Customize your theme (original version)

A theme consists of a global cascading style sheet (CSS) that provides a uniform look and feel for all of the pages in your portal. The goal of a theme is to let you change the look and feel across all of your portal pages at one time.

A majority of the default styles provided with the sample portal are based on Bootstrap. You can customize, preview, and publish your theme, as described in the following sections.

Watch the following video to learn how to customize the portal theme.

Access the theme editor

Customize, preview, and publish the theme for your portal in the theme editor. To open the theme editor, select Theme in the drop-down menu in the top navigation bar.

Theme editor

As highlighted in the previous figure, the theme editor enables you to:

Add custom styles

Customize your theme by adding your own CSS code in the style editor pane. All CSS style elements are supported.

To customize your theme:

  1. Select Theme in the drop-down menu in the top navigation bar.
  2. Add your custom CSS code in the style editor pane on the right side of the page.
  3. Preview your changes in the preview pane by clicking reload the preview.
    > Note: You can click through your portal navigation to preview content on all pages.
  4. Click Publish to publish your theme changes.
  5. Click Publish to confirm the update.

Customize the "Your Logo" image with your company's logo, replace the following image files in the file manager by uploading your logo using the same names and relative file sizes:

  • logo.png (140 pixels by 40 pixels)
  • mobile-logo.png (140 pixels by 40 pixels)

In addition, modify the following content in the CSS style sheet, as required:

/* ==== Header Menu ==== */
...
body .navbar-brand {
  padding: 5px 15px;
}

.navbar-brand img { max-height: 50px; margin: 0; padding: 0; }

For more information, see Manage your assets.

Customize the background image on the home page

Customize the background image on the home page by modifying the following content in the CSS style sheet.

  • Modify the background image file and its placement.
    You can upload your own version of the portal-hero.jpg image to the file manager using the same name and relative file size (1440 pixels x 540 pixels). If you want to use a different filename, be sure and edit the background-image value in the CSS below.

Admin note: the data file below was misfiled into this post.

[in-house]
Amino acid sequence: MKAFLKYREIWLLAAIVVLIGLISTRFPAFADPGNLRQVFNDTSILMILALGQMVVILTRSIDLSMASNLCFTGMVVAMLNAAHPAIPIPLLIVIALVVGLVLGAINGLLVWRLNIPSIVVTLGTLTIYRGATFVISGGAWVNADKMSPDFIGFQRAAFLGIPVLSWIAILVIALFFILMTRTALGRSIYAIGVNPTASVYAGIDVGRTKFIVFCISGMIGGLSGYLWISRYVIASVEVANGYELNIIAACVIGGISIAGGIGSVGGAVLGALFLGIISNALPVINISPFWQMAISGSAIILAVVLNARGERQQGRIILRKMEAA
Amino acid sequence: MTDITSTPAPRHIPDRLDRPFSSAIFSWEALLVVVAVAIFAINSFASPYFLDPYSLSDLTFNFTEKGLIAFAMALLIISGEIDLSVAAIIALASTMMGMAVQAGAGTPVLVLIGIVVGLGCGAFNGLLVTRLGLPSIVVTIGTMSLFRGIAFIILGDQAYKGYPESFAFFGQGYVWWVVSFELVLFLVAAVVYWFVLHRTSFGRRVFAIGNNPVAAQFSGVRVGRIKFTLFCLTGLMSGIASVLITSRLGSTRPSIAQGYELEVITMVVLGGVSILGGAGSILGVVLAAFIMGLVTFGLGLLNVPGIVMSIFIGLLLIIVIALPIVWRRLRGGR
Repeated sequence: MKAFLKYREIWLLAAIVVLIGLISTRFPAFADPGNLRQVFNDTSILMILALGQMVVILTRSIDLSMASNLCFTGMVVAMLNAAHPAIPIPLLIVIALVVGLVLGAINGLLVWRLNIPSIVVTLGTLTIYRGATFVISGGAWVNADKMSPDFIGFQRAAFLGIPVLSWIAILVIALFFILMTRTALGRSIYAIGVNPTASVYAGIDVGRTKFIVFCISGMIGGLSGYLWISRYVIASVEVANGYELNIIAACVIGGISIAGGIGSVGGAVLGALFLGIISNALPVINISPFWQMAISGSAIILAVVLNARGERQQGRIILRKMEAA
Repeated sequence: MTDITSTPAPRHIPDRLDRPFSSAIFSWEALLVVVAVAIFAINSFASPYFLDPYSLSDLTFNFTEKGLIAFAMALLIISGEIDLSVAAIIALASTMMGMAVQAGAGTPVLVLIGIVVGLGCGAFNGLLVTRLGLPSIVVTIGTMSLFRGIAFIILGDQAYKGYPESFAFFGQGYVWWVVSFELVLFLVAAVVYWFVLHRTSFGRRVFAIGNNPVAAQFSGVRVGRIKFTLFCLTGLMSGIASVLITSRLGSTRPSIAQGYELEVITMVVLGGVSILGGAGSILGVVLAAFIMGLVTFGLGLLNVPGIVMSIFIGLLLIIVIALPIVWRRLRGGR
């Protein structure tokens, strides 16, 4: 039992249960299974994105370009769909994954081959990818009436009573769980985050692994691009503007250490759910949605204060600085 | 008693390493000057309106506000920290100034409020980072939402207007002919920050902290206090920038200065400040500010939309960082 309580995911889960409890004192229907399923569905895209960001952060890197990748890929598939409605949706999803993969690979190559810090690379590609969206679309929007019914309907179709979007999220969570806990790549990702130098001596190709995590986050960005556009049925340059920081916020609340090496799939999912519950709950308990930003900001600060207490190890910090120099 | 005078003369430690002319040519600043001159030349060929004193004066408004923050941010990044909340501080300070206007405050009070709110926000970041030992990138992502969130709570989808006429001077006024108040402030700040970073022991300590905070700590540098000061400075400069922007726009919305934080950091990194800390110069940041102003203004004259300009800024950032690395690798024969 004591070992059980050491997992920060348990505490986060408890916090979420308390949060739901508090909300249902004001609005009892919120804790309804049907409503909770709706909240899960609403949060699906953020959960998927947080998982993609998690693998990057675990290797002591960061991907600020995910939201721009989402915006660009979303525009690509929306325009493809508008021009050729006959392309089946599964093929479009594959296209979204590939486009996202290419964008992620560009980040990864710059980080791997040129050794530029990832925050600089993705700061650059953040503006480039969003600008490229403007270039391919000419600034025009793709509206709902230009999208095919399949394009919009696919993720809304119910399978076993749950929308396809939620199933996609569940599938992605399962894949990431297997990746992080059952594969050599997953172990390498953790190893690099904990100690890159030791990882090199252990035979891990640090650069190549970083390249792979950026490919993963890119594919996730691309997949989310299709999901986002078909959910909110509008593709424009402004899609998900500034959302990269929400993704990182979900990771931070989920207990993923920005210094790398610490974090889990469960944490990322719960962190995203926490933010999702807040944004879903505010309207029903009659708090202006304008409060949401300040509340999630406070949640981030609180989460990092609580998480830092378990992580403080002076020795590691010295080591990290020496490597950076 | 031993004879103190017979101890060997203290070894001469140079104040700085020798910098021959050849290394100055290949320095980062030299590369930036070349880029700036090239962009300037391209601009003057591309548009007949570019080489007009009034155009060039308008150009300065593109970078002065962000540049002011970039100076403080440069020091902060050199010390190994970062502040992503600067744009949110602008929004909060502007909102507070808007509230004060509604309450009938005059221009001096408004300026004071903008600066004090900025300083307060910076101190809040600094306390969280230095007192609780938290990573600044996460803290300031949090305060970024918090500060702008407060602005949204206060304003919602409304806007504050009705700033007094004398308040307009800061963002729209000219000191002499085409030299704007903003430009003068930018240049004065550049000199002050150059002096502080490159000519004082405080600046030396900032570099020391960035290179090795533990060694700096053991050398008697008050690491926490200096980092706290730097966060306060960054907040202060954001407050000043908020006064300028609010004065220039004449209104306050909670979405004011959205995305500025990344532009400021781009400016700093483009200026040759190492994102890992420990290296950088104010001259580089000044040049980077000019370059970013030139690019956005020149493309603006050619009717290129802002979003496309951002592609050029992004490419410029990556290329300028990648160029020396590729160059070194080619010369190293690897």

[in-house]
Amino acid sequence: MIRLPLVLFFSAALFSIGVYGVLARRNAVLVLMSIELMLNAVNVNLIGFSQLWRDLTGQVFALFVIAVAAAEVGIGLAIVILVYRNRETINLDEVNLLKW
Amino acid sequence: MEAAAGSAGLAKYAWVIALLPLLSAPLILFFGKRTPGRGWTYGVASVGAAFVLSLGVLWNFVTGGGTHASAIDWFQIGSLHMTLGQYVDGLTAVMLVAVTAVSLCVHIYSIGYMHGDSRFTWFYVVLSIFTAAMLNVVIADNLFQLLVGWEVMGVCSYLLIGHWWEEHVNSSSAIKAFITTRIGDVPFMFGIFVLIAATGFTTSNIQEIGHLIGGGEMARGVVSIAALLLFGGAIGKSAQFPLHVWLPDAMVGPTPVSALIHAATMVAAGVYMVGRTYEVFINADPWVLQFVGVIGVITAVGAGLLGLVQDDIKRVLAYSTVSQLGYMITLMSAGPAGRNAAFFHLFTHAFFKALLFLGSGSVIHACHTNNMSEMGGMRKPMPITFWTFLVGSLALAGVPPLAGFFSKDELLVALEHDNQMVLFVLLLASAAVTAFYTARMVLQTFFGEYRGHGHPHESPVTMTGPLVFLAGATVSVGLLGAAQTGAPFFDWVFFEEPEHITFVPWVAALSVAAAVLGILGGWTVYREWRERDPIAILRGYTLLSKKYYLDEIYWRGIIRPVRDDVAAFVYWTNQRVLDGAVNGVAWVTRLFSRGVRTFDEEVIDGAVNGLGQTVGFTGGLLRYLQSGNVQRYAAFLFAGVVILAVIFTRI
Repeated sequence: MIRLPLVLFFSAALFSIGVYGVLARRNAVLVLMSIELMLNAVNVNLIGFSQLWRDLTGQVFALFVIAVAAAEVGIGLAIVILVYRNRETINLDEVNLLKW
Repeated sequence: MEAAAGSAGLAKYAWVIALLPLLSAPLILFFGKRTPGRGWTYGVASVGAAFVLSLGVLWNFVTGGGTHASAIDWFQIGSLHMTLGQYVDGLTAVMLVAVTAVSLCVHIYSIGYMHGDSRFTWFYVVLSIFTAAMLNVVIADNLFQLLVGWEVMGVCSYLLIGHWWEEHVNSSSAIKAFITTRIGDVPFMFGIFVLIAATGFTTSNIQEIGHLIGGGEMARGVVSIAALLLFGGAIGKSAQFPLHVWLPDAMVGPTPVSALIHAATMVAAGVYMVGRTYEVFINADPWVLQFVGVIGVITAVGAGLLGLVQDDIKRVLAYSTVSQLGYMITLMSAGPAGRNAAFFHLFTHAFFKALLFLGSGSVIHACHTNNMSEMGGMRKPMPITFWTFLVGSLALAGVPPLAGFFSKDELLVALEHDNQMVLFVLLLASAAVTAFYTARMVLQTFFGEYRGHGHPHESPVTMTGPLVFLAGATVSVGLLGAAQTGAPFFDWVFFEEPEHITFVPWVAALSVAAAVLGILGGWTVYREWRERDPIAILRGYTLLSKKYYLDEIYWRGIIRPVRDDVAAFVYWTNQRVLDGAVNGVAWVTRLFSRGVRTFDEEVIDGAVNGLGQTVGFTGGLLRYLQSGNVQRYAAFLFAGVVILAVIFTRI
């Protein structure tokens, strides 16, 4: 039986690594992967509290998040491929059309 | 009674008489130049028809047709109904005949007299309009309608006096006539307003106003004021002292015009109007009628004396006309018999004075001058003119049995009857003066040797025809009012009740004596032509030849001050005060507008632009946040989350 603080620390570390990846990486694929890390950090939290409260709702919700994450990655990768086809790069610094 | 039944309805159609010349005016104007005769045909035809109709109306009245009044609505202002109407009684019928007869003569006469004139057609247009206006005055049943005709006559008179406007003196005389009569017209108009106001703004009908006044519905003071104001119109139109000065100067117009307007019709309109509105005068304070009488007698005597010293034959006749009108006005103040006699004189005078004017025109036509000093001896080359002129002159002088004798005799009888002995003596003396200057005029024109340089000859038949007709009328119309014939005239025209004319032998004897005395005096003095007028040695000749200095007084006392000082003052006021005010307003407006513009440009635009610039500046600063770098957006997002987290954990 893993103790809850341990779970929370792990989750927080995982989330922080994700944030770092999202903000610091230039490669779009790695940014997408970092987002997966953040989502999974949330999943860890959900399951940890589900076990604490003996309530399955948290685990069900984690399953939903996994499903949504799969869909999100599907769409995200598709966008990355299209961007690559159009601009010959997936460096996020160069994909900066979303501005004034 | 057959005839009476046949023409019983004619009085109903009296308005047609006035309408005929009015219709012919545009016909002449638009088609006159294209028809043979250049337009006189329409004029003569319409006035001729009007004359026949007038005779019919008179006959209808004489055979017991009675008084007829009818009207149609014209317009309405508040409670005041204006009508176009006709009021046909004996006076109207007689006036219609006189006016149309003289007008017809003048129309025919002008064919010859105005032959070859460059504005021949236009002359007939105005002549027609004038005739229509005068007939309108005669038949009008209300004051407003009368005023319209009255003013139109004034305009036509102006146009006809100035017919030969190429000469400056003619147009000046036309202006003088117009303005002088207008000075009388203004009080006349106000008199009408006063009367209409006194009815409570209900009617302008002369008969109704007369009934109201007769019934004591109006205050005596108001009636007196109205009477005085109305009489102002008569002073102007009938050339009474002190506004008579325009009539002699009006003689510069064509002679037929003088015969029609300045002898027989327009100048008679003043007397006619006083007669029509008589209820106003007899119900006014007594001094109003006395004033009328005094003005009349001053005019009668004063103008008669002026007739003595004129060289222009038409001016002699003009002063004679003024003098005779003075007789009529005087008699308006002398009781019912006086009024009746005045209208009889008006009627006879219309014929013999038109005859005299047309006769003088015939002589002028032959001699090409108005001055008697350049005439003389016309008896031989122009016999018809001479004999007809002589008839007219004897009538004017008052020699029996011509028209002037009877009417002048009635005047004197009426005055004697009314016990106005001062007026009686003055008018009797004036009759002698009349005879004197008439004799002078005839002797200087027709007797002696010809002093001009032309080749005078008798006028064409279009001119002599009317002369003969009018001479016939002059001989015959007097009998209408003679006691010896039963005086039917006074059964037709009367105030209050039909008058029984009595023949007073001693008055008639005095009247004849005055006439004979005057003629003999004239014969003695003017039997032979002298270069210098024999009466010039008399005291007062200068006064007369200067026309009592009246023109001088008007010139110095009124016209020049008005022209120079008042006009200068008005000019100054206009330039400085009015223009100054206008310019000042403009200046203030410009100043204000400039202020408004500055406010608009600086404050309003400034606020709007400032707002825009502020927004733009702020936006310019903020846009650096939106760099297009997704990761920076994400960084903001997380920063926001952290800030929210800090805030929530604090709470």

/* ==== Jumbotron ====
    a billboard for drawing attention, from Bootstrap  */
    
    home-page-jumbotron-bg {
        background-image: url('/files/portal-hero.jpg');
    }
  • Modify the format of the text that overlays the background image.

    .jumbotron {
     text-align: center;
     height: 500px;
     background-size: cover;
     margin: -50px -30px 0 -30px;
     border-radius: 0;
    }
    
    .jumbotron h1 {
     font-size: 40px;
     font-weight: 400;
    }
    
    .jumbotron h2 {
     font-size: 25px;
     font-weight: 400;
    }
    
    .jumbotron a, .jumbotron a:hover {
     font-size: 18px;
    }
    
    .jumbotron p {
     max-width: none;
    }

Understand CSS specificity rules

CSS specificity describes the method used by a browser to determine precedence for CSS style element declarations when conflicts arise. CSS specificity is calculated by applying a weight to a specific CSS style element declaration based on its selector type. The more specific the CSS selector, the higher the weight. An ID attribute, for example, will be given a higher weight in the calculation than a type selector.

For example, if you define the following style elements in your CSS code, the paragraph element will be colored red because the p style element declaration within a div element is more specific than the p style element declaration.

div p { color: red }  ← More specific  
p { color: blue }

Similarly, if you define the following style element declarations in your CSS code, then any text enclosed in <div class="test"></div> tags will be colored blue because the id attribute style declaration within a div element is more specific than the div style element declaration.

div#test { background-color: blue; }  ← More specific  
div { background-color: red; }

For style element declarations with the same specificity, the last style element declaration defined will take precedence. For example, given the order of the following style element declarations, the paragraph element will be colored blue.

p { color: red }  
p { color: blue }  ← Last specified

Publish your theme

To publish to the live portal the theme and style customizations that you have added:

  1. Select Theme in the drop-down menu in the top navigation menu.
  2. Click Publish.

To view your published content in the live portal, click Live Portal in the top navigation bar.